One key issue concerning the visit was the agenda of the talks between Chávez and Rodríguez Zapatero. Among other issues, they probably discussed the national and regional repercussions of Colombia’s decision to let US forces use seven Colombian military bases. It is likely that they also talked about the crisis in Honduras and the future of President Manuel Zelaya, an issue that is also of concern to the Spanish government. On the Spanish side, among the issues that interested it most were Venezuela’s participation, and that of the rest of the countries of the ALBA group, in upcoming summits: the Iberoamerican summit in Estoril, Portugal (the level of representation, the atmosphere of the discussions, etc), and a summit between the EU and Latin American and Caribbean countries in May 2010, under Spain’s EU Presidency. Another issue that was discussed, and repeated in the Spanish leader’s talks with Morales, was that of legal security for Spanish companies operating in Venezuela and that of Spanish immigrants and their property in that country. After the meeting, the two leaders did not have lunch together or hold a joint news conference, which is usually part of the protocol, because Chávez was in a hurry to get back home.
One sign of how important the Spanish government deemed the Chávez visit was that Moratinos cut short a visit to the Middle East to return to Madrid for it. This drew much criticism from the opposition Popular Party. Moratinos suspended a meeting with his Israeli counterpart Avigdor Lieberman and several officials of the Palestinian National Authority. One of the issues which probably concerned Moratinos was that of mediation in the conflict between Venezuela and Colombia.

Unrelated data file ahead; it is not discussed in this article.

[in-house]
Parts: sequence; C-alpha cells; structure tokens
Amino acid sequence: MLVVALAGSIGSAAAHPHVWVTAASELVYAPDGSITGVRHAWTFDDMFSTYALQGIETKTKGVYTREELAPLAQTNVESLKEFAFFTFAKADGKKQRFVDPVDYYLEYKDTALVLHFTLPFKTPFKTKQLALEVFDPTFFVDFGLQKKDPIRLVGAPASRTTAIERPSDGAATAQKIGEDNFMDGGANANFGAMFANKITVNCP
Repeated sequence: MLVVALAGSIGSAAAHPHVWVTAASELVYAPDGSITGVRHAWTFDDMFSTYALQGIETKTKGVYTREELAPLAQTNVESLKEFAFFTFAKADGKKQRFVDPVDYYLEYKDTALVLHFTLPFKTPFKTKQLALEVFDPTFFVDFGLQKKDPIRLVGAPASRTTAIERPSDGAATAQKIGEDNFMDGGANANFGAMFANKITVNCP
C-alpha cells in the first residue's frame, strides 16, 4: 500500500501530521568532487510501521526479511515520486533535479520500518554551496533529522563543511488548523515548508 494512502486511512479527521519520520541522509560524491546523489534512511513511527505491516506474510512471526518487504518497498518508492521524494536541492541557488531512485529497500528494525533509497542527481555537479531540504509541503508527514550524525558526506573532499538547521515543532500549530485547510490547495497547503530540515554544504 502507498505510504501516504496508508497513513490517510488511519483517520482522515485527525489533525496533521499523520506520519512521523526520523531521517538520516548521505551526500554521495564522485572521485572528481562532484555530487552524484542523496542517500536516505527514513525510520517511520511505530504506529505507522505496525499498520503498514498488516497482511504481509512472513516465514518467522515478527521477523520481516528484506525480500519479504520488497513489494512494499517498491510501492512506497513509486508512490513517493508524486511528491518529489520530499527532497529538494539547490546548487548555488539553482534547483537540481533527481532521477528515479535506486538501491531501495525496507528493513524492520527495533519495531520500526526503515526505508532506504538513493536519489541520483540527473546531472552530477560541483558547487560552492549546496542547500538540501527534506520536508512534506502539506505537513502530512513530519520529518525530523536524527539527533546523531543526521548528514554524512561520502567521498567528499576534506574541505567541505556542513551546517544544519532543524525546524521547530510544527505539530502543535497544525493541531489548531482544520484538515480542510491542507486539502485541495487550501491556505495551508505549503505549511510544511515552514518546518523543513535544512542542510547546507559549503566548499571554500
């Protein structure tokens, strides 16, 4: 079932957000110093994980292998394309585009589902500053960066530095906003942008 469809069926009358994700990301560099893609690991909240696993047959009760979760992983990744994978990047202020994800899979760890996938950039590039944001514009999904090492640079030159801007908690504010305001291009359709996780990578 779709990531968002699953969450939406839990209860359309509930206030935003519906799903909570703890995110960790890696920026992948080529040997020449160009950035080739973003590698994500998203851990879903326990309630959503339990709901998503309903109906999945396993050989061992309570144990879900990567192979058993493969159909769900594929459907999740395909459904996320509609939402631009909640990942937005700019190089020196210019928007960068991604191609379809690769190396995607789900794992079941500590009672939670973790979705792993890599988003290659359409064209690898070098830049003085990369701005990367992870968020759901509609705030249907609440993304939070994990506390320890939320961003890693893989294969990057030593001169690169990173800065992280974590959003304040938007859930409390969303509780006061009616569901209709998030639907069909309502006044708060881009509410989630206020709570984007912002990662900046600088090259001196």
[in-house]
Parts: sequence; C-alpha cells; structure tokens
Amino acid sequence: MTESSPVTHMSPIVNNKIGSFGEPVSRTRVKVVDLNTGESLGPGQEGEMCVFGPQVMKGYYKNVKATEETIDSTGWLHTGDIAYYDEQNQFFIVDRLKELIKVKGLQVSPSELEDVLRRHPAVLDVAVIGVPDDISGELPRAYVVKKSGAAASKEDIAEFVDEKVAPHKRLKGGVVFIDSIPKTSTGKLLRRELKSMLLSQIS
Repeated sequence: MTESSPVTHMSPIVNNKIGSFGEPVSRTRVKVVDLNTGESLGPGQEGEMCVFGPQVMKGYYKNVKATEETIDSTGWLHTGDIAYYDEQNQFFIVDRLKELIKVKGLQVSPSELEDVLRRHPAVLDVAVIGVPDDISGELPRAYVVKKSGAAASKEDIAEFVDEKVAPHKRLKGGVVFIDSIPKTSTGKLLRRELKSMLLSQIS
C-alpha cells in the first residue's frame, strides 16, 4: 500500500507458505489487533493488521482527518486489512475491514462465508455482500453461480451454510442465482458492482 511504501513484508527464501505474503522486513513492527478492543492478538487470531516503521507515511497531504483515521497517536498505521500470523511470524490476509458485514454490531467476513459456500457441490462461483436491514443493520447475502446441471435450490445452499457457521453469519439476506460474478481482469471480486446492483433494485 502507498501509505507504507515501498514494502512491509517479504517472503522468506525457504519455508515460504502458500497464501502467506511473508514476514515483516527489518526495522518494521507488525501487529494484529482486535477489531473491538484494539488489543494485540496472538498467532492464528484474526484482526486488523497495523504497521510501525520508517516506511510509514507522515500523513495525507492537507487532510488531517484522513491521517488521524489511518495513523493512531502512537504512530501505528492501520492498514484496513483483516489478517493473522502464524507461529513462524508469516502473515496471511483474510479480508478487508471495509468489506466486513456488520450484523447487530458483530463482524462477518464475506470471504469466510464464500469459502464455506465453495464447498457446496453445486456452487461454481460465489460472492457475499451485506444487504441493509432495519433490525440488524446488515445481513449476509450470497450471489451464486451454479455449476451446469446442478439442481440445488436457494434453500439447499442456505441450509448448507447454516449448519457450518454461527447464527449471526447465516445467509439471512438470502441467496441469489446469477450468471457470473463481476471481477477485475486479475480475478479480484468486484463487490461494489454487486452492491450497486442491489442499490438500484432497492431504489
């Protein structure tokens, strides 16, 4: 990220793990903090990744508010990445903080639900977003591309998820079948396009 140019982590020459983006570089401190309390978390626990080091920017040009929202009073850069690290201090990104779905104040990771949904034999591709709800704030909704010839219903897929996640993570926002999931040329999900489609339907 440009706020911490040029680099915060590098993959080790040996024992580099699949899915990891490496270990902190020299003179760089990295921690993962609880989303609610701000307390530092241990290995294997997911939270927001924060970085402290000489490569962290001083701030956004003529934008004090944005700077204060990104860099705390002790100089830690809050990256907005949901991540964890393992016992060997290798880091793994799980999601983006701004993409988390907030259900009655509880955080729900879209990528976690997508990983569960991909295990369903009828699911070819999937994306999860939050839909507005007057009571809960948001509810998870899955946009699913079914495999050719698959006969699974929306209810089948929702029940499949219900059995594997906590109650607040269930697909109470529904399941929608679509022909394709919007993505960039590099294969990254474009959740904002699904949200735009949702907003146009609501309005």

Evo Morales’ Visit
Evo Morales had not been to Madrid for three years. In January 2006, while he was still President-elect, he included Spain as part of a European tour. This latest visit had different connotations. Morales’ State visit began on a Sunday evening with a political and electoral rally in Leganés, a dormitory town outside Madrid. As Morales was to begin the official part of his visit the following day, this event was depicted as political meeting with Bolivian immigrants. In Spain there are some 100,000 Bolivians with residency permits and if those without them are included the figure is estimated to be around 250,000. The ulterior motive of the rally was the government’s attempt to win over the votes of Bolivians living abroad in the presidential election scheduled for December. Before Morales gave his speech, there were addresses by the Mayor of Leganés, the former Director of the National Library, Rosa Regás, and the former Director General of UNESCO, Federico Mayor Zaragoza. All the speakers praised what Morales and his MAS party have achieved for Bolivia.